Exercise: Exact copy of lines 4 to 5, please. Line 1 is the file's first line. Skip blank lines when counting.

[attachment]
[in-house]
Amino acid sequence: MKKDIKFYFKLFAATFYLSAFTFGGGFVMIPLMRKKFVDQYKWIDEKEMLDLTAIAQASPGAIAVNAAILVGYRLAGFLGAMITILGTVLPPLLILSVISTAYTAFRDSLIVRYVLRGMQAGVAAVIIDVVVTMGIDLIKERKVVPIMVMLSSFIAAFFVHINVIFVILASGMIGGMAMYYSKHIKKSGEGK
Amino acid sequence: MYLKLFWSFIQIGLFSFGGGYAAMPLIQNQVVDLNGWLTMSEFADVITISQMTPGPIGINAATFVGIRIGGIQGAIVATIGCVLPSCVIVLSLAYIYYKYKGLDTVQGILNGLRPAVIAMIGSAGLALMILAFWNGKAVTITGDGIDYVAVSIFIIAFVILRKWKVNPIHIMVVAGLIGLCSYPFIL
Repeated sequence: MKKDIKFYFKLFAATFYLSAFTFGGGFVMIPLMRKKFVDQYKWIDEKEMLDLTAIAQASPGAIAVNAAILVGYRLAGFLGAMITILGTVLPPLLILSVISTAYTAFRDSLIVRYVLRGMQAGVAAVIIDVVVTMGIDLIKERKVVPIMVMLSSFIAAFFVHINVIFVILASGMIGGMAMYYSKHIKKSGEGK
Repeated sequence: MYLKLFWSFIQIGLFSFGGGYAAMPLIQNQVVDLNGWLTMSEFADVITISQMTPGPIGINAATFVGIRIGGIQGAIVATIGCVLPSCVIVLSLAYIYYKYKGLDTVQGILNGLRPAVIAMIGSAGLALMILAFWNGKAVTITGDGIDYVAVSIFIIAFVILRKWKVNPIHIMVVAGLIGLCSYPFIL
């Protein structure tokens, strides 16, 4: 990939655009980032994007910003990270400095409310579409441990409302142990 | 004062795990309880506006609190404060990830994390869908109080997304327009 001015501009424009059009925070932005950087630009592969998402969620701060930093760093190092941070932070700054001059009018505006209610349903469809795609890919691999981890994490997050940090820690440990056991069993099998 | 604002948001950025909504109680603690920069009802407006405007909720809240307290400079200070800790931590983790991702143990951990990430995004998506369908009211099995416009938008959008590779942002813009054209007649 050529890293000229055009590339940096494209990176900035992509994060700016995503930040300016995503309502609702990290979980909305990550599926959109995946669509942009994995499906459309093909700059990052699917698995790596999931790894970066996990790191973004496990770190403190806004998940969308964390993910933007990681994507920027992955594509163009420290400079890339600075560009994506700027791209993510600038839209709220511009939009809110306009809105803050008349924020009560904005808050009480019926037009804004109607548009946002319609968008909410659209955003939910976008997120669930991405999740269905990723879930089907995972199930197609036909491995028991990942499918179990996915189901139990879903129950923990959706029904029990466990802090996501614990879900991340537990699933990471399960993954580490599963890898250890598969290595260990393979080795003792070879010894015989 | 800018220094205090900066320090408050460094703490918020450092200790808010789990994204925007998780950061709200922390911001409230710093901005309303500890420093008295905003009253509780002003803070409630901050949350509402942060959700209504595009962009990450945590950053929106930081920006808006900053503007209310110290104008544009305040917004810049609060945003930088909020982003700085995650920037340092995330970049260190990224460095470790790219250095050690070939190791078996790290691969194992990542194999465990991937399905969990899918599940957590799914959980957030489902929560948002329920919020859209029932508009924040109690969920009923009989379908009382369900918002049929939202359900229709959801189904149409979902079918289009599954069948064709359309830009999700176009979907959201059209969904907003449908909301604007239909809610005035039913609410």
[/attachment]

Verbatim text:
Repeated sequence: MKKDIKFYFKLFAATFYLSAFTFGGGFVMIPLMRKKFVDQYKWIDEKEMLDLTAIAQASPGAIAVNAAILVGYRLAGFLGAMITILGTVLPPLLILSVISTAYTAFRDSLIVRYVLRGMQAGVAAVIIDVVVTMGIDLIKERKVVPIMVMLSSFIAAFFVHINVIFVILASGMIGGMAMYYSKHIKKSGEGK
Repeated sequence: MYLKLFWSFIQIGLFSFGGGYAAMPLIQNQVVDLNGWLTMSEFADVITISQMTPGPIGINAATFVGIRIGGIQGAIVATIGCVLPSCVIVLSLAYIYYKYKGLDTVQGILNGLRPAVIAMIGSAGLALMILAFWNGKAVTITGDGIDYVAVSIFIIAFVILRKWKVNPIHIMVVAGLIGLCSYPFIL